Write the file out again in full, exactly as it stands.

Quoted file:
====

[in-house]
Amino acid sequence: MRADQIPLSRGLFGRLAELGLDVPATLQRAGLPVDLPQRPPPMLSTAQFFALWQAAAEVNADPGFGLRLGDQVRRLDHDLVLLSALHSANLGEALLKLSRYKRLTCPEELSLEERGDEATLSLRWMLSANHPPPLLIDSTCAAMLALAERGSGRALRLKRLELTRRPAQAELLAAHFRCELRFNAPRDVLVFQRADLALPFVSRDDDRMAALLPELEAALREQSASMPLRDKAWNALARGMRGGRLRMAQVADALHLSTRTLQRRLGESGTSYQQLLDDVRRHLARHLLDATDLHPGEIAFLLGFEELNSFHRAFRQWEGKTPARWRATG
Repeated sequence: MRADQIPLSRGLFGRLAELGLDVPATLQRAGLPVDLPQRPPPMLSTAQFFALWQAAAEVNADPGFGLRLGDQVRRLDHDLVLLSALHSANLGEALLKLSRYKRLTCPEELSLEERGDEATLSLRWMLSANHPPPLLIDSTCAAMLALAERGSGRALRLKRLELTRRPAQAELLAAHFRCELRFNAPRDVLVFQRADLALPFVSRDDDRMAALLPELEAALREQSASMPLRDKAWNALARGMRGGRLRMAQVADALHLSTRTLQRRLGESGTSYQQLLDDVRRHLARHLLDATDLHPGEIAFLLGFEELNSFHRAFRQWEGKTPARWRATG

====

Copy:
[in-house]
Amino acid sequence: MRADQIPLSRGLFGRLAELGLDVPATLQRAGLPVDLPQRPPPMLSTAQFFALWQAAAEVNADPGFGLRLGDQVRRLDHDLVLLSALHSANLGEALLKLSRYKRLTCPEELSLEERGDEATLSLRWMLSANHPPPLLIDSTCAAMLALAERGSGRALRLKRLELTRRPAQAELLAAHFRCELRFNAPRDVLVFQRADLALPFVSRDDDRMAALLPELEAALREQSASMPLRDKAWNALARGMRGGRLRMAQVADALHLSTRTLQRRLGESGTSYQQLLDDVRRHLARHLLDATDLHPGEIAFLLGFEELNSFHRAFRQWEGKTPARWRATG
Repeated sequence: MRADQIPLSRGLFGRLAELGLDVPATLQRAGLPVDLPQRPPPMLSTAQFFALWQAAAEVNADPGFGLRLGDQVRRLDHDLVLLSALHSANLGEALLKLSRYKRLTCPEELSLEERGDEATLSLRWMLSANHPPPLLIDSTCAAMLALAERGSGRALRLKRLELTRRPAQAELLAAHFRCELRFNAPRDVLVFQRADLALPFVSRDDDRMAALLPELEAALREQSASMPLRDKAWNALARGMRGGRLRMAQVADALHLSTRTLQRRLGESGTSYQQLLDDVRRHLARHLLDATDLHPGEIAFLLGFEELNSFHRAFRQWEGKTPARWRATG